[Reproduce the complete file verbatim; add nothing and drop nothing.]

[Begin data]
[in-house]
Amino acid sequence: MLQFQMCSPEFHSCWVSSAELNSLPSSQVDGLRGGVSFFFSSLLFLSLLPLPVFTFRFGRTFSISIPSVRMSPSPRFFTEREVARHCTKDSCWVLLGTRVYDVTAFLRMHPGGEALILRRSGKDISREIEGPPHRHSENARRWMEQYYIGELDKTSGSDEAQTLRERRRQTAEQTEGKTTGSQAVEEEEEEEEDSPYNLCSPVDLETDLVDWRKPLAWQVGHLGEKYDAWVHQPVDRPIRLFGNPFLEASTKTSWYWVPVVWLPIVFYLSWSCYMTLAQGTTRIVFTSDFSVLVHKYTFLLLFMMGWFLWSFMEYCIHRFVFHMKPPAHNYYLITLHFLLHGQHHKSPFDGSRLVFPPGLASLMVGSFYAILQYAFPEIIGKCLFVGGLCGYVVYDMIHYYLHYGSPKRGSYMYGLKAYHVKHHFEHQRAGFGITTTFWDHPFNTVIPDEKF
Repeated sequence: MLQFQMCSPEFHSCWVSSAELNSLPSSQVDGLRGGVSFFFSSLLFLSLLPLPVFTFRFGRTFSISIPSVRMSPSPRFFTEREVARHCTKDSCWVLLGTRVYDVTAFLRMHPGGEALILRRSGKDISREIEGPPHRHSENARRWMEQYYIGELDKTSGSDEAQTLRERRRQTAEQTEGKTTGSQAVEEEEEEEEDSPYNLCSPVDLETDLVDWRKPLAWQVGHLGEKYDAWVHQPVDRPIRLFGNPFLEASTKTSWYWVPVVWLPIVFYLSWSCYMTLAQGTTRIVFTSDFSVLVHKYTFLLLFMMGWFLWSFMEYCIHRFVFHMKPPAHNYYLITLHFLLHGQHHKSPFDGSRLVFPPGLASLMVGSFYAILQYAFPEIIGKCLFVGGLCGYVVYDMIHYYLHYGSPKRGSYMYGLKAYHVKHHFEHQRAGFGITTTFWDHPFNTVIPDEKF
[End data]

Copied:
[in-house]
Amino acid sequence: MLQFQMCSPEFHSCWVSSAELNSLPSSQVDGLRGGVSFFFSSLLFLSLLPLPVFTFRFGRTFSISIPSVRMSPSPRFFTEREVARHCTKDSCWVLLGTRVYDVTAFLRMHPGGEALILRRSGKDISREIEGPPHRHSENARRWMEQYYIGELDKTSGSDEAQTLRERRRQTAEQTEGKTTGSQAVEEEEEEEEDSPYNLCSPVDLETDLVDWRKPLAWQVGHLGEKYDAWVHQPVDRPIRLFGNPFLEASTKTSWYWVPVVWLPIVFYLSWSCYMTLAQGTTRIVFTSDFSVLVHKYTFLLLFMMGWFLWSFMEYCIHRFVFHMKPPAHNYYLITLHFLLHGQHHKSPFDGSRLVFPPGLASLMVGSFYAILQYAFPEIIGKCLFVGGLCGYVVYDMIHYYLHYGSPKRGSYMYGLKAYHVKHHFEHQRAGFGITTTFWDHPFNTVIPDEKF
Repeated sequence: MLQFQMCSPEFHSCWVSSAELNSLPSSQVDGLRGGVSFFFSSLLFLSLLPLPVFTFRFGRTFSISIPSVRMSPSPRFFTEREVARHCTKDSCWVLLGTRVYDVTAFLRMHPGGEALILRRSGKDISREIEGPPHRHSENARRWMEQYYIGELDKTSGSDEAQTLRERRRQTAEQTEGKTTGSQAVEEEEEEEEDSPYNLCSPVDLETDLVDWRKPLAWQVGHLGEKYDAWVHQPVDRPIRLFGNPFLEASTKTSWYWVPVVWLPIVFYLSWSCYMTLAQGTTRIVFTSDFSVLVHKYTFLLLFMMGWFLWSFMEYCIHRFVFHMKPPAHNYYLITLHFLLHGQHHKSPFDGSRLVFPPGLASLMVGSFYAILQYAFPEIIGKCLFVGGLCGYVVYDMIHYYLHYGSPKRGSYMYGLKAYHVKHHFEHQRAGFGITTTFWDHPFNTVIPDEKF